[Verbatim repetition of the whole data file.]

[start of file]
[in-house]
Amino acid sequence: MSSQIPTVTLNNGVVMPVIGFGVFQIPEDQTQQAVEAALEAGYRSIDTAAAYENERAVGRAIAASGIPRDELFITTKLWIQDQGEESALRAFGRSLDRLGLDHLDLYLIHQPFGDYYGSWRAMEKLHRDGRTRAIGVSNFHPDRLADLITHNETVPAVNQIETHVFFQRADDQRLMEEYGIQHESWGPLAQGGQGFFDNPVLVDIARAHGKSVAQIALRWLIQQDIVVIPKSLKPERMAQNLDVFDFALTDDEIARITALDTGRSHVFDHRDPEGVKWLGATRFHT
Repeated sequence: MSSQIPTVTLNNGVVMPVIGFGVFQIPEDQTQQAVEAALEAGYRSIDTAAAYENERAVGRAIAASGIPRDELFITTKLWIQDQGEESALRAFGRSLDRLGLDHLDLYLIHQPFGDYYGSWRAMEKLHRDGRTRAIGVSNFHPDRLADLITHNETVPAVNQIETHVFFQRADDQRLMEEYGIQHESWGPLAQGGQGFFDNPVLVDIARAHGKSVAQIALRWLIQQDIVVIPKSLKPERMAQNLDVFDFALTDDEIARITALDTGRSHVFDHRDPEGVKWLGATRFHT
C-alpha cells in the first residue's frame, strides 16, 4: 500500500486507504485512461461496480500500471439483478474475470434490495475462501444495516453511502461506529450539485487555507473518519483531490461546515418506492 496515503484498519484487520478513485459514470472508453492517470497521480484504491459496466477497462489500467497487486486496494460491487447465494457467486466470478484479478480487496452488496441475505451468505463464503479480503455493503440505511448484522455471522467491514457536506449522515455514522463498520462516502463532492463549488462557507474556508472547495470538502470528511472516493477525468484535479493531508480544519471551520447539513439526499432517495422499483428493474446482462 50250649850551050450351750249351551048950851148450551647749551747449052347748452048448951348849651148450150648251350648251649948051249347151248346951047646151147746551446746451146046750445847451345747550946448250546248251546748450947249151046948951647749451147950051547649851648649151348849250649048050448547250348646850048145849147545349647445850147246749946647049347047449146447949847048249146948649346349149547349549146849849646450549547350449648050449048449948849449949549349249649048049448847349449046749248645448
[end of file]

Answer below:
[in-house]
Amino acid sequence: MSSQIPTVTLNNGVVMPVIGFGVFQIPEDQTQQAVEAALEAGYRSIDTAAAYENERAVGRAIAASGIPRDELFITTKLWIQDQGEESALRAFGRSLDRLGLDHLDLYLIHQPFGDYYGSWRAMEKLHRDGRTRAIGVSNFHPDRLADLITHNETVPAVNQIETHVFFQRADDQRLMEEYGIQHESWGPLAQGGQGFFDNPVLVDIARAHGKSVAQIALRWLIQQDIVVIPKSLKPERMAQNLDVFDFALTDDEIARITALDTGRSHVFDHRDPEGVKWLGATRFHT
Repeated sequence: MSSQIPTVTLNNGVVMPVIGFGVFQIPEDQTQQAVEAALEAGYRSIDTAAAYENERAVGRAIAASGIPRDELFITTKLWIQDQGEESALRAFGRSLDRLGLDHLDLYLIHQPFGDYYGSWRAMEKLHRDGRTRAIGVSNFHPDRLADLITHNETVPAVNQIETHVFFQRADDQRLMEEYGIQHESWGPLAQGGQGFFDNPVLVDIARAHGKSVAQIALRWLIQQDIVVIPKSLKPERMAQNLDVFDFALTDDEIARITALDTGRSHVFDHRDPEGVKWLGATRFHT
C-alpha cells in the first residue's frame, strides 16, 4: 500500500486507504485512461461496480500500471439483478474475470434490495475462501444495516453511502461506529450539485487555507473518519483531490461546515418506492 496515503484498519484487520478513485459514470472508453492517470497521480484504491459496466477497462489500467497487486486496494460491487447465494457467486466470478484479478480487496452488496441475505451468505463464503479480503455493503440505511448484522455471522467491514457536506449522515455514522463498520462516502463532492463549488462557507474556508472547495470538502470528511472516493477525468484535479493531508480544519471551520447539513439526499432517495422499483428493474446482462 50250649850551050450351750249351551048950851148450551647749551747449052347748452048448951348849651148450150648251350648251649948051249347151248346951047646151147746551446746451146046750445847451345747550946448250546248251546748450947249151046948951647749451147950051547649851648649151348849250649048050448547250348646850048145849147545349647445850147246749946647049347047449146447949847048249146948649346349149547349549146849849646450549547350449648050449048449948849449949549349249649048049448847349449046749248645448